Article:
Fond memories of Camp Lord of the Flies

The world is filled with responsible, safe summer camps for children, and my sense is that if I had spent another decade and a half under my parents’ roof, they would have found one for me. Instead I spent a portion of three summers at a sleep-away camp in Connecticut that boasted crafts and canoes and a terrifying wooden fire lookout tower, then dormant, that was the boys’ urinal.

Boys and men, trust me: You have not peed in the woods until you have done so from the top of a 50-foot-tall fire lookout tower. You know that rhetorical question about whether bears do their business in the woods? Trust me, it’s the reason they live in the woods.

Obviously, the 10-year-old boys there were not supposed to be climbing the old fire lookout tower, but it was an irresistible attraction. And, in all fairness, what the camp lacked in supervision, it made up for in neglect. Consequently, I have nothing but fond memories of Camp Lord of the Flies.

My wife, meanwhile, was going to one of two camps here in Vermont, where she would ride horses. Both camps are still thriving. The first, Teela-Wooket in Roxbury, is now the Windridge Tennis and Sports Camp. My wife recalls the place fondly whenever we drive past it, and how one summer she lived on candy from the Roxbury General Store. She was a city kid and had never in her life seen anything quite like a real Vermont country store. She would sit on the wooden porch steps inhaling the store’s sugary Pixy Stix the way Al Pacino in “Scarface” inhaled — never mind.

The second camp, Kiniya in Colchester, is now part of Camp Dudley YMCA. Among my wife’s happiest childhood memories is riding horses into Lake Champlain on hot summer days to give the animals (and riders) a chance to cool off.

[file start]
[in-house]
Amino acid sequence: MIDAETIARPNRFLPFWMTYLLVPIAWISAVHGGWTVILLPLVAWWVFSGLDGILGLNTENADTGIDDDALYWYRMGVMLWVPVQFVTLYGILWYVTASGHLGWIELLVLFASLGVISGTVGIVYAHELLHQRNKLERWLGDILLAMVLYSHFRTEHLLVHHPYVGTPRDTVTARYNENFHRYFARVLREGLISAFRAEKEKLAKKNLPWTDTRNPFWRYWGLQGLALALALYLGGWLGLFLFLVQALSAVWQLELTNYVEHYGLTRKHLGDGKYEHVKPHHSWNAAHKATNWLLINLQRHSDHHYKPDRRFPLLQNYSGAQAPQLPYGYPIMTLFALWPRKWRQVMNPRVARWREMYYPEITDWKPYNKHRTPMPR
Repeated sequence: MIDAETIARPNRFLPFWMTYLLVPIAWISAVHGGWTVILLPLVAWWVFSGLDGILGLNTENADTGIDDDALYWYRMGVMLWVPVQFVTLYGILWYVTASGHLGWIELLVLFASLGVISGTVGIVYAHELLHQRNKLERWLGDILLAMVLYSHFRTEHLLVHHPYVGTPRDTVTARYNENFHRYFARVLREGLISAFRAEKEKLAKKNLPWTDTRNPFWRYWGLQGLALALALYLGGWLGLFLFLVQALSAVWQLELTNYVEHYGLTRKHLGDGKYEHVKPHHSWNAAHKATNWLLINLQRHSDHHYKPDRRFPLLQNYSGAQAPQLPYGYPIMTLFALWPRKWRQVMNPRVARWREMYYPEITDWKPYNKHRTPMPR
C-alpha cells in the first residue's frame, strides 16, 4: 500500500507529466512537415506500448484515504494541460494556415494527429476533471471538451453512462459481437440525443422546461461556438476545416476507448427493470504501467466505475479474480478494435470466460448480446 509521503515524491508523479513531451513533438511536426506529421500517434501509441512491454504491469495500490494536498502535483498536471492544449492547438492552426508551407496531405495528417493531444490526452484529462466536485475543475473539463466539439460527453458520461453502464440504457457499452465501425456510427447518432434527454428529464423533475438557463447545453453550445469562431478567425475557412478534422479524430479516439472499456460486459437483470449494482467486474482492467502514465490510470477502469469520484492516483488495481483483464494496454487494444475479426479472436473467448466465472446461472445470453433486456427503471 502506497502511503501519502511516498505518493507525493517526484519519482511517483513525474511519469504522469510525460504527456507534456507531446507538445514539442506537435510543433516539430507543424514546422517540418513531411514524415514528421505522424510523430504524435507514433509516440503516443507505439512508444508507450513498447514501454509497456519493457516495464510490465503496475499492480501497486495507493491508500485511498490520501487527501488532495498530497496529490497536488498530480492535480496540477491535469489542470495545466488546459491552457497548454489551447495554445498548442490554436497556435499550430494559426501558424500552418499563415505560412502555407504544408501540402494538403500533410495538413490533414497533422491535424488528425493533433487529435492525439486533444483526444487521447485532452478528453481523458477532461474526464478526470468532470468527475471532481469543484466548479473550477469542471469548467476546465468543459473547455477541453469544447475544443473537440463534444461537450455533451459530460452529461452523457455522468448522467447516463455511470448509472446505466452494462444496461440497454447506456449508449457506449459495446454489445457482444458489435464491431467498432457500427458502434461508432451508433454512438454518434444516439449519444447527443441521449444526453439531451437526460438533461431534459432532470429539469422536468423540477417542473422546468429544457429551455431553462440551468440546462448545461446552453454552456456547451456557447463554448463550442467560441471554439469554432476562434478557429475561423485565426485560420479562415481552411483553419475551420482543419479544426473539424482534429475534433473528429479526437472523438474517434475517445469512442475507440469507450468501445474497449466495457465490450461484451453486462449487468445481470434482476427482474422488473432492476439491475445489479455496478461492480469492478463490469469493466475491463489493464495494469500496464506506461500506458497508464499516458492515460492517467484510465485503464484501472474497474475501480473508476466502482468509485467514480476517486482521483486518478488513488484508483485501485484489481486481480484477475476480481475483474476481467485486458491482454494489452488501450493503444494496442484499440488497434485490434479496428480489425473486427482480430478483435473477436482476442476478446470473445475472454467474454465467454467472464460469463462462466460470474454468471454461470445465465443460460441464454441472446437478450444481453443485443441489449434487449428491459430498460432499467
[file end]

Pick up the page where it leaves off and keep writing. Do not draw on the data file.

In any case, soon summer camps across the country will start welcoming their charges. I have nothing but respect for the young adults who were my camp counselors. Really, is there anything more terrifying than a bunch of poorly supervised elementary school boys with bows and arrows? At Camp Lord of the Flies, we never took out anyone’s eyes during archery, but once we replaced a camper’s toothpaste with craft paste. We filled the old-fashioned sleeping bags (or “mummy bags”) with beads from the craft tent, which made it all but impossible to sleep. We convinced one camper in our cabin that a cut on his lower back that he couldn’t see was badly infected and he was going to die of lockjaw. And our games of “Capture the Flag” made rugby scrums look like tea parties.

These days, summer camps seem to be more specialized than when I was a boy. They focus on theater or lacrosse or ultimate Frisbee. If you live near Charleston, S.C., you can send your young ones to the Charleston School of Protocol and Etiquette’s sixth annual Summer Etiquette Camp. The “Civil Savvy Camp for Children” runs from 9 a.m. to 4:30 p.m. for five days, costs $1,195, and you can bet your 11-year-olds will have first-rate handshakes by the end of the week. Nor will those young ones ever again confuse the shrimp and the salad forks!

I will always be a fan of summer camps, whether they are of the sleep-away variety or the kind where children get to come home in the evening and share their new expertise with (for instance) cutlery. As parents, we know that summer camps help our children mature and gain confidence. After all, what doesn’t kill us, makes us stronger.

Besides, what better places are there for our kids to go when school’s out than those small worlds where they can indulge their passions and, just maybe, pee off a 50-foot fire tower?

(This column originally appeared in the Burlington Free Press on June 5, 2011. Chris’s next novel, “The Night Strangers,” arrives on October 4, 2011.)

Chris Bohjalian
Chris Bohjalian

Chris Bohjalian is the author of eighteen books, including his forthcoming novel, The Guest Room. His other novels include the New York Times bestsellers Midwives, The Sandcastle Girls, and The Double Bind.

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